And, in fact, we have work going on today at Rensselaer in this arena, which is being carried out by faculty and students in our Tetherless World Constellation. They have been helping the Federal government use semantic technology to make sense of, and to make more accessible, the massive amounts of data the Federal government has, and wants to put into a more user-friendly form through data.gov.

And, in fact, the IBM-developed Watson computer was based, in part, on artificial intelligence and semantic technology. But Watson cannot accept visual or auditory input. It cannot see or hear. So an immense challenge and a great opportunity for many of you in the audience today is how to structure data from multiple sources in ways that are more machine-readable, or how to have the computer itself take in multi-modal input.

Moreover, how to take data and display it in ways that touch the multiple human senses, in order to allow people to interact more directly with data, perhaps in immersive environments, is an intriguing challenge.

But, let us go back to trust. For context, let me say that one of our faculty members, Computer Science Professor Bolek Symanski, leads a multi-institutional center – based at Rensselaer, called the Social/Cognitive Networks Academic Research Center. This Center is focused on the technology of such networks, but also on how trust is developed in these networks, how rumors propagate, how constituency groups -- including friends and adversaries – form, etc.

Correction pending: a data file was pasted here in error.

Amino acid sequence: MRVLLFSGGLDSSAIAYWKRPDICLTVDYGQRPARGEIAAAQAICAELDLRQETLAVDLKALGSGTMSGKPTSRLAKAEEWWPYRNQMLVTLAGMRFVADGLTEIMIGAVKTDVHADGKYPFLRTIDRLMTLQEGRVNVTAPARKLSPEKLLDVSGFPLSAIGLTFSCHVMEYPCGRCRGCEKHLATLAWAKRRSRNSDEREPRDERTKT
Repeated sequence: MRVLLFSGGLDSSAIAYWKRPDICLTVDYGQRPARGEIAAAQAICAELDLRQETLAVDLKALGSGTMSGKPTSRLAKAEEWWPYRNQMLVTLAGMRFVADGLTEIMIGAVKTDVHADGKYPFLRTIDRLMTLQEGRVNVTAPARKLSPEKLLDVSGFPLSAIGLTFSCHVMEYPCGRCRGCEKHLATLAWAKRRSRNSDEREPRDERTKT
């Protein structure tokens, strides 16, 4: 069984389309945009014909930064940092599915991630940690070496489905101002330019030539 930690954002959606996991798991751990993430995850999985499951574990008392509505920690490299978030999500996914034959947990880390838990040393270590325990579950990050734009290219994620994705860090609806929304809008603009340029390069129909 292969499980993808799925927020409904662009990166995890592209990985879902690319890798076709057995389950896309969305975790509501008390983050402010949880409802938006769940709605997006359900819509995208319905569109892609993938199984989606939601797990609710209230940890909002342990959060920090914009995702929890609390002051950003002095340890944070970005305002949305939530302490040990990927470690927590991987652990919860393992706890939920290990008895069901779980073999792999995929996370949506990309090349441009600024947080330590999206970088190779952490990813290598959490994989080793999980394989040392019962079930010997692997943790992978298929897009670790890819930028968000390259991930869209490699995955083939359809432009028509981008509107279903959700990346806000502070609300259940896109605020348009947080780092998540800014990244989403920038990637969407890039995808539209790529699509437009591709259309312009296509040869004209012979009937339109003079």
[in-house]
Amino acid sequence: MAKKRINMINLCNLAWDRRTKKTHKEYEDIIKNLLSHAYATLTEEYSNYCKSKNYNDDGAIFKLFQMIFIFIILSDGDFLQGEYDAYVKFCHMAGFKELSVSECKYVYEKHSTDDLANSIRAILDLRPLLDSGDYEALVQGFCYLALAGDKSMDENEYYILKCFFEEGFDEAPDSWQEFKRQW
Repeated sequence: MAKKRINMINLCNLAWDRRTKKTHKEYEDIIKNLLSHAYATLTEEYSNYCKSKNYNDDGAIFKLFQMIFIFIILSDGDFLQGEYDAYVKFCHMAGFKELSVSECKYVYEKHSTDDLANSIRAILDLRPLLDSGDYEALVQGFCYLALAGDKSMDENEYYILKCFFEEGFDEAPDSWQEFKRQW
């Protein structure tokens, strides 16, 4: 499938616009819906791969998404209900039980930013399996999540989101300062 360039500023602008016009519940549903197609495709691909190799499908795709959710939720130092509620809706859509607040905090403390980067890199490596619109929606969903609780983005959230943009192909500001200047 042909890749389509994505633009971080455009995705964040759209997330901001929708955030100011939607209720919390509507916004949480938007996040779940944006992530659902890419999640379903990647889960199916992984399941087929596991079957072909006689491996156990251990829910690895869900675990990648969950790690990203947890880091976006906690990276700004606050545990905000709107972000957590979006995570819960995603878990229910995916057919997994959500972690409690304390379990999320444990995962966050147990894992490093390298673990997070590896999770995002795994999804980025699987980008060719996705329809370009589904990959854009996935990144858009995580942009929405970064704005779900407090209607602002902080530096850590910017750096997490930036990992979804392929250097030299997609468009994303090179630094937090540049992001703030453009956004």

One member of the Center, Professor Sibel Adali of the Rensselaer Department of Computer Science has been looking specifically at the parameters and characteristics of trust in the online world. A new wrinkle in that research is analyzing the ability we have to pull together groups of volunteers to create value and collect and confirm information. Crowdsourcing, Wikipedia, the creation and use of open source software, and the recent DARPA experiment which used competing ad hoc teams to find balloons, provide just a few examples of activities that have new dimensions of trust. They illustrate how, thanks to social networks and new capabilities for working together, large numbers of people can participate in endeavors that would otherwise be impossible. And they can do so with a measure of trust that is surprising.

Dr. Adali also found that cultural differences—such as the persistence of an oral tradition—can have important effects on trust. She also found that cultural differences play a definitive role in which signals we pay attention to (e.g., relationships vs. categories); signaling can be very different, e.g., the role of time/place in determining the role of individuals.